For a number of reasons, exhaust system work can be the most dangerous type of work you can do on your car. Always observe the following precautions:
Safety glasses should be worn at all times when working on or near the exhaust system. Older exhaust systems will almost always be covered with loose rust particles which will shower you when disturbed. These particles are more than a nuisance and could injure your eye.
When installing exhaust system parts, make sure there is enough clearance between the hot exhaust parts and pipes and hoses that would be adversely affected by excessive heat. Also make sure there is adequate clearance from the floor pan to avoid possible overheating of the floor.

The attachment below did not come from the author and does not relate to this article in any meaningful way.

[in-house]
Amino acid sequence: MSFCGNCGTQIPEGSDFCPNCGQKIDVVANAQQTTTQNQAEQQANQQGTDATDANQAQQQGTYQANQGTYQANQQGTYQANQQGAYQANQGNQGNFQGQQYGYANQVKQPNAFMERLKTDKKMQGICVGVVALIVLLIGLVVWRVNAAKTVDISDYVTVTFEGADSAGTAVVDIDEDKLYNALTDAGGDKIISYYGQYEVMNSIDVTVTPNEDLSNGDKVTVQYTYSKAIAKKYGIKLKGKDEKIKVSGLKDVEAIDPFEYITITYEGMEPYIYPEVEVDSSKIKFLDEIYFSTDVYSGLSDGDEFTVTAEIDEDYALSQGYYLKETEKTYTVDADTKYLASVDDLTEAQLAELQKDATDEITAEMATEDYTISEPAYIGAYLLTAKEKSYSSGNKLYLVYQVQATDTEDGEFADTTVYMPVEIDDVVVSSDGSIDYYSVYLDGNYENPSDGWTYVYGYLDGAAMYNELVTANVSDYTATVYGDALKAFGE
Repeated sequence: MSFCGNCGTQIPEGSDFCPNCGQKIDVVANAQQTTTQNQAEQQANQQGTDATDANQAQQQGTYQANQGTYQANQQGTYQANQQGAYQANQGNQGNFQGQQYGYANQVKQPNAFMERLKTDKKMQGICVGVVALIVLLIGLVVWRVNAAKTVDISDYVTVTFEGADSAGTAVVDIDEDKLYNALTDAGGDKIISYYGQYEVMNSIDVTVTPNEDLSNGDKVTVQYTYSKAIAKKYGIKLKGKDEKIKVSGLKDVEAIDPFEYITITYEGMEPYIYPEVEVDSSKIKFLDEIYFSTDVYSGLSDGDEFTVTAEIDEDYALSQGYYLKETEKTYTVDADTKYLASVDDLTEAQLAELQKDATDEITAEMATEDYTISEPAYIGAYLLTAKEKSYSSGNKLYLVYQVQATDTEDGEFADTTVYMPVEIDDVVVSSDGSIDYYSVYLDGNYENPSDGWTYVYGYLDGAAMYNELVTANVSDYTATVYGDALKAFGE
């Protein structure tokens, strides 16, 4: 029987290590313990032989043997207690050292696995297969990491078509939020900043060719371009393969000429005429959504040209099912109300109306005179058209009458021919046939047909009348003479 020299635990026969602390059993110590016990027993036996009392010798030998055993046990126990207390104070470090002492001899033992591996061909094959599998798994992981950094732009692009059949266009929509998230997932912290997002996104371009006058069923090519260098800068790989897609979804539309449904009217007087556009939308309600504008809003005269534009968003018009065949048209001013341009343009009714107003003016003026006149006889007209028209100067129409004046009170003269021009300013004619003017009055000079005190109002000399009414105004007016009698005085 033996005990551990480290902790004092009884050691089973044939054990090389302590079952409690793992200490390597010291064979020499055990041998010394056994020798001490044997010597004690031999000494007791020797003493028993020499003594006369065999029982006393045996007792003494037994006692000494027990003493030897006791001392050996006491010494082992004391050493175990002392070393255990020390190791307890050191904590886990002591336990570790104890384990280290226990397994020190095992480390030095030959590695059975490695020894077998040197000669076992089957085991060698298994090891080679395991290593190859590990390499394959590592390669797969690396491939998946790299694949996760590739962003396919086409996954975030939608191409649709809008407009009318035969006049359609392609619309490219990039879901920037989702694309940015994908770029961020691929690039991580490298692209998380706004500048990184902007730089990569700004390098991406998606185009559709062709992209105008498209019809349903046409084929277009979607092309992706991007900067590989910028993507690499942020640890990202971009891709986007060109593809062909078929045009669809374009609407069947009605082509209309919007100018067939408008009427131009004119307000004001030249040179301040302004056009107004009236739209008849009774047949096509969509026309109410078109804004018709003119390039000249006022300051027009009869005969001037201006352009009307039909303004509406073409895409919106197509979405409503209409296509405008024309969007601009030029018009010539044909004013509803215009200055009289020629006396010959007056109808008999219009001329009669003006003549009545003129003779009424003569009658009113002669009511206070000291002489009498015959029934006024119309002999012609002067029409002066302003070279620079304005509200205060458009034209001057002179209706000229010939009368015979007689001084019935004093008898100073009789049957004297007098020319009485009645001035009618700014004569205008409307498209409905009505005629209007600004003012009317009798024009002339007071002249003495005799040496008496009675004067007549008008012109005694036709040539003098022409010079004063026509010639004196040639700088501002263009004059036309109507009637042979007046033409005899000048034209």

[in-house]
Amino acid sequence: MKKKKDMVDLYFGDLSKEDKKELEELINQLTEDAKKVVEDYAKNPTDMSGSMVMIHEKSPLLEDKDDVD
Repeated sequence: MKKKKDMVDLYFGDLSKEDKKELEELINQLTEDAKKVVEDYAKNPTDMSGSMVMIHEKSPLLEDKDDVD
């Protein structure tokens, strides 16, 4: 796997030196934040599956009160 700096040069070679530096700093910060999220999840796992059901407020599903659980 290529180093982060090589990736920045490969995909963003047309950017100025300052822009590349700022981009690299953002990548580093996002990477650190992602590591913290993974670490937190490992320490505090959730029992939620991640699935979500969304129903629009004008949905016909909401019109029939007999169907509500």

Support the vehicle extra securely. Not only will you often be working directly under it, but you'll frequently be using a lot of force, say, heavy hammer blows, to dislodge rusted parts. This can cause a vehicle that's improperly supported to shift and possibly fall.
Wear goggles. Exhaust system parts are always rusty. Metal chips can be dislodged, even when you're only turning rusted bolts. Attempting to pry pipes apart with a chisel makes the chips fly even more frequently.
If you're using a cutting torch, keep it a great distance from either the fuel tank or lines. Stop what you're doing and feel the temperature of the fuel bearing pipes on the tank frequently. Even slight heat can expand and/or vaporize fuel, resulting in accumulated vapor, or even a liquid leak, near your torch.
Watch where your hammer blows fall and make sure you hit squarely. You could easily tap a brake or fuel line when you hit an exhaust system part with a glancing blow. Inspect all lines and hoses in the area where you've been working.